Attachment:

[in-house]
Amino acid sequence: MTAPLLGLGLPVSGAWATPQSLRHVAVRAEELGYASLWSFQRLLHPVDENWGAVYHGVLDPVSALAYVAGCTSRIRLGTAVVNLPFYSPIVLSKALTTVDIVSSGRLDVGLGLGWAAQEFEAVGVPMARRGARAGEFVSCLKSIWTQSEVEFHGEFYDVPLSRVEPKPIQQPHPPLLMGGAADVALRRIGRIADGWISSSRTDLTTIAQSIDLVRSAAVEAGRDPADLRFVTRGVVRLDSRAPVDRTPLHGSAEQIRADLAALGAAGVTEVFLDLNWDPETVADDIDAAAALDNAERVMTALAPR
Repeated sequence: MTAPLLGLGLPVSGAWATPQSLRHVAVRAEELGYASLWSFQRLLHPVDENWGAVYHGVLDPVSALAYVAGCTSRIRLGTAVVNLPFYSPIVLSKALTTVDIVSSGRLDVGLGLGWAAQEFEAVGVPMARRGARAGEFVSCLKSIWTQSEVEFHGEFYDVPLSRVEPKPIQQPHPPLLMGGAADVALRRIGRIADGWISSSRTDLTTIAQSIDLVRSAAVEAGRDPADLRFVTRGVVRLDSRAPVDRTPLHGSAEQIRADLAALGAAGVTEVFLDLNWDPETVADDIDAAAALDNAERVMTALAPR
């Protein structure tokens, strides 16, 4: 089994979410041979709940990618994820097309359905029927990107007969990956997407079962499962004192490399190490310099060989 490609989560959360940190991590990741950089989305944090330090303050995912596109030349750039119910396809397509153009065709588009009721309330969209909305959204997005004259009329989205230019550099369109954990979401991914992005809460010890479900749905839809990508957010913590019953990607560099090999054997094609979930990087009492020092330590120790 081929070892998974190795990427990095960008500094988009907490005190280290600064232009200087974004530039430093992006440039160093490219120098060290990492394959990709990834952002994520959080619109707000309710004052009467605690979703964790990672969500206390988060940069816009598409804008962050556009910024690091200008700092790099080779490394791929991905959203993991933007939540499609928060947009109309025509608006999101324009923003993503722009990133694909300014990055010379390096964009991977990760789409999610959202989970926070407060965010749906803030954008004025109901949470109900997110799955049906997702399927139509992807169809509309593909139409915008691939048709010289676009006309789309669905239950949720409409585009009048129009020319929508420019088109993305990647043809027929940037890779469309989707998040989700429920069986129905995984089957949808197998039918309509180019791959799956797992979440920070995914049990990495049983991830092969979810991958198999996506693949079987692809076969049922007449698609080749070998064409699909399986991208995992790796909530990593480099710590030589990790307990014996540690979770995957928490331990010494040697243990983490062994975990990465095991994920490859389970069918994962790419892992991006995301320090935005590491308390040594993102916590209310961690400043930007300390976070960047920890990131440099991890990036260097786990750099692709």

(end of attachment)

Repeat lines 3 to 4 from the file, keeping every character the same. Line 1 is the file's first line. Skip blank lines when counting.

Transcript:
Repeated sequence: MTAPLLGLGLPVSGAWATPQSLRHVAVRAEELGYASLWSFQRLLHPVDENWGAVYHGVLDPVSALAYVAGCTSRIRLGTAVVNLPFYSPIVLSKALTTVDIVSSGRLDVGLGLGWAAQEFEAVGVPMARRGARAGEFVSCLKSIWTQSEVEFHGEFYDVPLSRVEPKPIQQPHPPLLMGGAADVALRRIGRIADGWISSSRTDLTTIAQSIDLVRSAAVEAGRDPADLRFVTRGVVRLDSRAPVDRTPLHGSAEQIRADLAALGAAGVTEVFLDLNWDPETVADDIDAAAALDNAERVMTALAPR
């Protein structure tokens, strides 16, 4: 089994979410041979709940990618994820097309359905029927990107007969990956997407079962499962004192490399190490310099060989 490609989560959360940190991590990741950089989305944090330090303050995912596109030349750039119910396809397509153009065709588009009721309330969209909305959204997005004259009329989205230019550099369109954990979401991914992005809460010890479900749905839809990508957010913590019953990607560099090999054997094609979930990087009492020092330590120790 081929070892998974190795990427990095960008500094988009907490005190280290600064232009200087974004530039430093992006440039160093490219120098060290990492394959990709990834952002994520959080619109707000309710004052009467605690979703964790990672969500206390988060940069816009598409804008962050556009910024690091200008700092790099080779490394791929991905959203993991933007939540499609928060947009109309025509608006999101324009923003993503722009990133694909300014990055010379390096964009991977990760789409999610959202989970926070407060965010749906803030954008004025109901949470109900997110799955049906997702399927139509992807169809509309593909139409915008691939048709010289676009006309789309669905239950949720409409585009009048129009020319929508420019088109993305990647043809027929940037890779469309989707998040989700429920069986129905995984089957949808197998039918309509180019791959799956797992979440920070995914049990990495049983991830092969979810991958198999996506693949079987692809076969049922007449698609080749070998064409699909399986991208995992790796909530990593480099710590030589990790307990014996540690979770995957928490331990010494040697243990983490062994975990990465095991994920490859389970069918994962790419892992991006995301320090935005590491308390040594993102916590209310961690400043930007300390976070960047920890990131440099991890990036260097786990750099692709």